All citation styles have a common purpose: to document the history of ideas. Each formal style—American Psychological Association (APA), Modern Language Association (MLA), Chicago—uses a different approach to achieve that goal driven by the history and focus of the scholarly community that produced the citation style. Chicago’s Notes and Bibliography (NB) style aims to keep in-text citations to a minimum for readability, for example, while APA style is focused on proper attribution of ideas to people in the main text itself.
Failure to follow some citation style in your writing will lead to accusations of theft of ideas—known as plagiarism—a very serious offense in communities where reputations and careers are built on the strength and originality of your ideas. Plagiarizing can prevent you from receiving an academic degree, lead to already awarded degrees being revoked, book deals being canceled, books being pulled from stores, and job loss, especially if your having been offered the job was based on a degree you received that is revoked.
Each academic discipline chooses which style of citation is customary: humanities tend toward MLA, social and behavioral sciences tend toward APA, and history and political sciences tend toward Chicago. Ask a trusted advisor what the preferred style is for your academic discipline. If you’re hoping to publish your writing, individual journals and publishers will inform you of their preferred style, which may differ from your academic discipline’s style preference.
Because there are so many different styles, each with its own quirks—should you use full first names, or only first initials? list the publication date in parenthesis, or simply followed by a comma?—it can be very helpful to use a citation manager to store the details of the works you cite in a database. The manager can then generate both in-text citations and a references or works cited list in any style you need and, if you need to change styles later, will quickly reformat your citations. Mendeley and Zotero are free, full-featured citation managers. Microsoft Word’s built-in citation manager may meet your needs, although it has only limited options for output. The ability to quickly reformat citations in different styles is particularly helpful while in school, where each teacher, faculty member, or department in which you take a class may have a different preferred style.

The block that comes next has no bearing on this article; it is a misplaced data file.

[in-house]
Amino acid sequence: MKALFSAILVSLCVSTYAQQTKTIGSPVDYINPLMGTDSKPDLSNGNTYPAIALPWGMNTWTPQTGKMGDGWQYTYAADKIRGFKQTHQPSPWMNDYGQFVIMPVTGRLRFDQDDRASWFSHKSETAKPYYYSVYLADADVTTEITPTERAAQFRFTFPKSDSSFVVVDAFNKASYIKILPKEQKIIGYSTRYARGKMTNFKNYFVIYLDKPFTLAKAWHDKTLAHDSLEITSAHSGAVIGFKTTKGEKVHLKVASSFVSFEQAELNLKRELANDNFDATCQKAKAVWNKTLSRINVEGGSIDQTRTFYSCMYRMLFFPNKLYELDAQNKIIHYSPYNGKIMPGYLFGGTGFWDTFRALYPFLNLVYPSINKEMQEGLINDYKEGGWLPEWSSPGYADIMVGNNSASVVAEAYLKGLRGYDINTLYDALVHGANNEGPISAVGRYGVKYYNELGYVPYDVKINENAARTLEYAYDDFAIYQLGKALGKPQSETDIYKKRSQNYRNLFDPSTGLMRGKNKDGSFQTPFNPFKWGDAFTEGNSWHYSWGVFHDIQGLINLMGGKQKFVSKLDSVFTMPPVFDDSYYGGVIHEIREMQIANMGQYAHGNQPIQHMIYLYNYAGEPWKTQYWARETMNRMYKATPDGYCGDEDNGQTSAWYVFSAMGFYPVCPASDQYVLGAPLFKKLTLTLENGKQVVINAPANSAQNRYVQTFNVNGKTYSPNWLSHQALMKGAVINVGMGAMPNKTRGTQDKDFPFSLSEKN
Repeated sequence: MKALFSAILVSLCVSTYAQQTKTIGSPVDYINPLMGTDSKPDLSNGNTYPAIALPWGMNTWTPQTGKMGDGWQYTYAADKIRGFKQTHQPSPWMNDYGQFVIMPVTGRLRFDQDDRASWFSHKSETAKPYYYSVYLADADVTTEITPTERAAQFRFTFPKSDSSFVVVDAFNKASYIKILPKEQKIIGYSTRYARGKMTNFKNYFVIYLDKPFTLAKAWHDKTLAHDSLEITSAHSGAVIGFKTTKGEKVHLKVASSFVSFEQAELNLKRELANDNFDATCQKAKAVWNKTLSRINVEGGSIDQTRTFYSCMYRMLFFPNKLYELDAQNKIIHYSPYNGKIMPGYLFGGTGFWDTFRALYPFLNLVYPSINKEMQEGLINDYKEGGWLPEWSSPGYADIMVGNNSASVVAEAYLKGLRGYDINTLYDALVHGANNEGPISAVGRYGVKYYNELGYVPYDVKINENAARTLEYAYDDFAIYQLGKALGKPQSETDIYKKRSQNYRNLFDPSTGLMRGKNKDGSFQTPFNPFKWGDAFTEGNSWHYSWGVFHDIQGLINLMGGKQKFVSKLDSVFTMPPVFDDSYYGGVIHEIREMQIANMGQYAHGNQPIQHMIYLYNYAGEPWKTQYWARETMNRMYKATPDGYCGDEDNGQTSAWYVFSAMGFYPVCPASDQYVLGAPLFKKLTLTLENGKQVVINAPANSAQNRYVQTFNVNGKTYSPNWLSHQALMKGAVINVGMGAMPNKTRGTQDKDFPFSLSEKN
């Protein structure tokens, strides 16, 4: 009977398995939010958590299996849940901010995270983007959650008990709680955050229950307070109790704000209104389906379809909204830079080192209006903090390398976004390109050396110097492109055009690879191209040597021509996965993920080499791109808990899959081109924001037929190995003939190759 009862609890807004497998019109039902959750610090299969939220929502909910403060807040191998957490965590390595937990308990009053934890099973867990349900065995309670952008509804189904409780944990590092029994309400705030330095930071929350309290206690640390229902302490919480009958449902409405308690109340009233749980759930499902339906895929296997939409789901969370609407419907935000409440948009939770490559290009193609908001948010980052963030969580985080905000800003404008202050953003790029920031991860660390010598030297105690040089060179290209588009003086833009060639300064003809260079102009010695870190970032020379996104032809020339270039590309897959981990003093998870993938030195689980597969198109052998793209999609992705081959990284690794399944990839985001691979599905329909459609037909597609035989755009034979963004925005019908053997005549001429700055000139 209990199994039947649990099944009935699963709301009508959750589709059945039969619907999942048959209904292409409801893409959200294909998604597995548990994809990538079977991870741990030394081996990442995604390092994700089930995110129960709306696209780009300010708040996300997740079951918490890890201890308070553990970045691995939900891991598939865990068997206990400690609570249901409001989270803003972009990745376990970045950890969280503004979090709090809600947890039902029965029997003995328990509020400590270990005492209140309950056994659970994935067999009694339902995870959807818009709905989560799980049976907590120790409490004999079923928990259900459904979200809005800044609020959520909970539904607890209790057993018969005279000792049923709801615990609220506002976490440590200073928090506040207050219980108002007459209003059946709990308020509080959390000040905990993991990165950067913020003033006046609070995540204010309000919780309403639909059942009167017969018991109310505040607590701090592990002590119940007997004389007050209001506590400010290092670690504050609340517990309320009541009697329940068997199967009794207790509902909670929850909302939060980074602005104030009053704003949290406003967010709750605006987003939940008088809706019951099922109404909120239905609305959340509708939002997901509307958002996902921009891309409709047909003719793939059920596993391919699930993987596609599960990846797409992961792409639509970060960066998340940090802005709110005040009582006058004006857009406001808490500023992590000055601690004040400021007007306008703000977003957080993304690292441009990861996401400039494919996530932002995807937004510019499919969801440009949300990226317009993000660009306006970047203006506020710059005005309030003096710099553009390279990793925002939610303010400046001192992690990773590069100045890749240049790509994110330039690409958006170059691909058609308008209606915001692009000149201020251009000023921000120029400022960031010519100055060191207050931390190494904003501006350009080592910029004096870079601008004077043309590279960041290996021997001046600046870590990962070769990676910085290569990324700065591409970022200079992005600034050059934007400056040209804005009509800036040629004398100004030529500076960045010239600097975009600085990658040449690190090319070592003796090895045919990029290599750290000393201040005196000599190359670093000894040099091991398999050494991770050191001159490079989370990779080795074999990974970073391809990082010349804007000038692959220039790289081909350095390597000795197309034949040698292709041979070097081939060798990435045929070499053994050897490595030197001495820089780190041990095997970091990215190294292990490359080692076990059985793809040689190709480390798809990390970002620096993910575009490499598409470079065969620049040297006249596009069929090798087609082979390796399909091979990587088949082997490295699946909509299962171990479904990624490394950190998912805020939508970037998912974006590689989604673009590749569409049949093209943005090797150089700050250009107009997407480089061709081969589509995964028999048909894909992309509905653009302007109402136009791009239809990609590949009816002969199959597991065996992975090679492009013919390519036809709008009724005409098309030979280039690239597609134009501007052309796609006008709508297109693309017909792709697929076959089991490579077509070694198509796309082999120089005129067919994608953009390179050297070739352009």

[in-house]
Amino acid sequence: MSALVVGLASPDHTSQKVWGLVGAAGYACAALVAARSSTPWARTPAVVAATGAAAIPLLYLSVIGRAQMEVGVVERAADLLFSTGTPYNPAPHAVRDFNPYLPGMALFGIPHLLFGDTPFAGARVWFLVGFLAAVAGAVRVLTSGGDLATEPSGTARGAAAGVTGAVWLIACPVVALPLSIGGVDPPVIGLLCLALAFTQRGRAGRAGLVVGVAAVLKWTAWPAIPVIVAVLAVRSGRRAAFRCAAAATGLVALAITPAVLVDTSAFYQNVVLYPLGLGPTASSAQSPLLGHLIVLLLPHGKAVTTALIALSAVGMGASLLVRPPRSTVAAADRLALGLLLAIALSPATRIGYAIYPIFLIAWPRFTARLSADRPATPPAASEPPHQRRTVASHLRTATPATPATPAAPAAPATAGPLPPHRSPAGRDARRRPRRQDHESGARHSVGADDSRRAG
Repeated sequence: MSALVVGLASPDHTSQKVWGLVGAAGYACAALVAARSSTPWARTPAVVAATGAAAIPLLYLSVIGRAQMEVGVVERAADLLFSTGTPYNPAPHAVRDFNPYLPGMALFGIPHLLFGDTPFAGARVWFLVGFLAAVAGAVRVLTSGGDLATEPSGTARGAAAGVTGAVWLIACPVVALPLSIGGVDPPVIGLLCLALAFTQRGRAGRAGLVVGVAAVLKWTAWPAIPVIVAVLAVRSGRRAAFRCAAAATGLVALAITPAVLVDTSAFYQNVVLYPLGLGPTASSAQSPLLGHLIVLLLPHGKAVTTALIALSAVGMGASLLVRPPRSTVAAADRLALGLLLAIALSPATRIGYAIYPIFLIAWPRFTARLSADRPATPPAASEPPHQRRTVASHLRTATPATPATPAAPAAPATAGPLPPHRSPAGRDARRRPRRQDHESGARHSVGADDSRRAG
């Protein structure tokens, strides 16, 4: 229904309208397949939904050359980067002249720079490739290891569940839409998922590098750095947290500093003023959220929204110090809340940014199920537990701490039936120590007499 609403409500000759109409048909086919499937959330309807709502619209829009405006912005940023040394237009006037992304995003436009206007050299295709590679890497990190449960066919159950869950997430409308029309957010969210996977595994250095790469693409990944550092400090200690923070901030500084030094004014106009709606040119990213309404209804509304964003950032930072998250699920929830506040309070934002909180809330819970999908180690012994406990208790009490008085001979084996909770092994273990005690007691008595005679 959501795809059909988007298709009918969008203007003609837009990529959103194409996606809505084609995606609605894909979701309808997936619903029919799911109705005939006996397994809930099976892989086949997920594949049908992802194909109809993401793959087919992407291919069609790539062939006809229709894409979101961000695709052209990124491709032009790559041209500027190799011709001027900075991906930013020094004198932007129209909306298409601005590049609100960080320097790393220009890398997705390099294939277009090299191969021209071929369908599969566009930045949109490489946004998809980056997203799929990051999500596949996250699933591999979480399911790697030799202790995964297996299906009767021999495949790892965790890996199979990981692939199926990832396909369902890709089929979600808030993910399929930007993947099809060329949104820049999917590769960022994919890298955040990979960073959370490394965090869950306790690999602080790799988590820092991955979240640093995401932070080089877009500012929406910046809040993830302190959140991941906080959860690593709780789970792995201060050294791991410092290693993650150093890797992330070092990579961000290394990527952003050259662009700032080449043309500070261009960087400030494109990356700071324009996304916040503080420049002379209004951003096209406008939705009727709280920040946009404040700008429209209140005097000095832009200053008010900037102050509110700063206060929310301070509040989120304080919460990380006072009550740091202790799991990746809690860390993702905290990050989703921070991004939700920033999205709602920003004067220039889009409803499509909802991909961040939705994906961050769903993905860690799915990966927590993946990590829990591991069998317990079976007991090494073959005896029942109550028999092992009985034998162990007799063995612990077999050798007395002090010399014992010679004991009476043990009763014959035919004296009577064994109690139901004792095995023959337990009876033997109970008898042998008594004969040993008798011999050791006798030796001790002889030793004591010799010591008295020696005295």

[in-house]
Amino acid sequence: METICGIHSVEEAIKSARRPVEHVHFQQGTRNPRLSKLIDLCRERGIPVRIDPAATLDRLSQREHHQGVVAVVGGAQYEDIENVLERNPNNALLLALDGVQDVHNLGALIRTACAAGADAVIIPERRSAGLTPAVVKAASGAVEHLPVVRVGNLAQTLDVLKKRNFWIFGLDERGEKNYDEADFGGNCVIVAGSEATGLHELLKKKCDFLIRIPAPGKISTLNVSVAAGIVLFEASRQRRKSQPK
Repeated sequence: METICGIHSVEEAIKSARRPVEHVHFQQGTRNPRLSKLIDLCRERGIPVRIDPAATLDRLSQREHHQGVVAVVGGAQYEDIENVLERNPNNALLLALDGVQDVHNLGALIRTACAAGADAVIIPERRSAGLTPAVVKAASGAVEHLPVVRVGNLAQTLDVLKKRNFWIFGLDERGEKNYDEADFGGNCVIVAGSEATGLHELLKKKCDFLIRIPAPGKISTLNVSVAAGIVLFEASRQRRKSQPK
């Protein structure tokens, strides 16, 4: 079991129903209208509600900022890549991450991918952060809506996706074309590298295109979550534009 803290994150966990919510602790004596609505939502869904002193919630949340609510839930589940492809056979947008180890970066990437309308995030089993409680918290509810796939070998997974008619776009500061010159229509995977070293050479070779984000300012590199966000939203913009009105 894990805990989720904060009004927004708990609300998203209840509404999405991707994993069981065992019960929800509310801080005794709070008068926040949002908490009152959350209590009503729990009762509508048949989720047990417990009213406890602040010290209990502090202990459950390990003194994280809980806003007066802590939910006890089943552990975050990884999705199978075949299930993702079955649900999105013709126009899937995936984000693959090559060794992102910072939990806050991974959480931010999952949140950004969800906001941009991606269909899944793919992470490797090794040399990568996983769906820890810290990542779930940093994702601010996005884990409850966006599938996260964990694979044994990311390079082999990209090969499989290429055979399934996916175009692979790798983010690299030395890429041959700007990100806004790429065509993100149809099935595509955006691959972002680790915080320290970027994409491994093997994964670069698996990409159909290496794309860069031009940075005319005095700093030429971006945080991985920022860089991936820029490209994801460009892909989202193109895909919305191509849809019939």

One general note on citing sources that you find online: check your URLs carefully to be sure they are reachable by the general public.
The purpose of a citation is to allow readers to trace the sources of your claims. If you provide a URL that requires membership in a particular group to access—a professional society login or a university affiliation—then readers can’t find your source material. Paywalls may be unavoidable, but at the least, a direct link to the paywall where readers could purchase the content, if needed, is expected. A quick Google search for the title and author will usually turn this up. Be sure to cite the same version or edition of the source material that you used and be sure not to cite the Google search URL itself!
I’ve written a separate post to serve as a quick guide for APA style citation. I also offer a quick guide for Chicago Notes and Bibliography style citation.